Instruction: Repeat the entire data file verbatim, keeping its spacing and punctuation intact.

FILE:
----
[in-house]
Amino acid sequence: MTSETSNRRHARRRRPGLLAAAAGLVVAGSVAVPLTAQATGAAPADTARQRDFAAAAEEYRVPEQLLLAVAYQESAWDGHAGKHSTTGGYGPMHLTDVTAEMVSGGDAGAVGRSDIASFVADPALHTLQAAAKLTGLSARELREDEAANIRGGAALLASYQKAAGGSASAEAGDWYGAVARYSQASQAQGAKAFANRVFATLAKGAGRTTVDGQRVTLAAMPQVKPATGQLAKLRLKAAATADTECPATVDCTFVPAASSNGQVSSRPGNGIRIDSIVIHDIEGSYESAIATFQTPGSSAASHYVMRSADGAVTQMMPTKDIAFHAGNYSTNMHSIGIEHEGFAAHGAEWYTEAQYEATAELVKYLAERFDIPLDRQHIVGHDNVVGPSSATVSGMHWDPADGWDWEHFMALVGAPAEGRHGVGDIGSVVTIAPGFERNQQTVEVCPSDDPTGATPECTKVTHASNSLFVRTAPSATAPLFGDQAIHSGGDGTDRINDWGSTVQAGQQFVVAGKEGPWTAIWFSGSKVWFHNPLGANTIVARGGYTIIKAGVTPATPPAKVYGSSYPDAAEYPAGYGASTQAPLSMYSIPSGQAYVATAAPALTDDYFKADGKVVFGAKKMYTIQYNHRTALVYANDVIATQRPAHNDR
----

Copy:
[in-house]
Amino acid sequence: MTSETSNRRHARRRRPGLLAAAAGLVVAGSVAVPLTAQATGAAPADTARQRDFAAAAEEYRVPEQLLLAVAYQESAWDGHAGKHSTTGGYGPMHLTDVTAEMVSGGDAGAVGRSDIASFVADPALHTLQAAAKLTGLSARELREDEAANIRGGAALLASYQKAAGGSASAEAGDWYGAVARYSQASQAQGAKAFANRVFATLAKGAGRTTVDGQRVTLAAMPQVKPATGQLAKLRLKAAATADTECPATVDCTFVPAASSNGQVSSRPGNGIRIDSIVIHDIEGSYESAIATFQTPGSSAASHYVMRSADGAVTQMMPTKDIAFHAGNYSTNMHSIGIEHEGFAAHGAEWYTEAQYEATAELVKYLAERFDIPLDRQHIVGHDNVVGPSSATVSGMHWDPADGWDWEHFMALVGAPAEGRHGVGDIGSVVTIAPGFERNQQTVEVCPSDDPTGATPECTKVTHASNSLFVRTAPSATAPLFGDQAIHSGGDGTDRINDWGSTVQAGQQFVVAGKEGPWTAIWFSGSKVWFHNPLGANTIVARGGYTIIKAGVTPATPPAKVYGSSYPDAAEYPAGYGASTQAPLSMYSIPSGQAYVATAAPALTDDYFKADGKVVFGAKKMYTIQYNHRTALVYANDVIATQRPAHNDR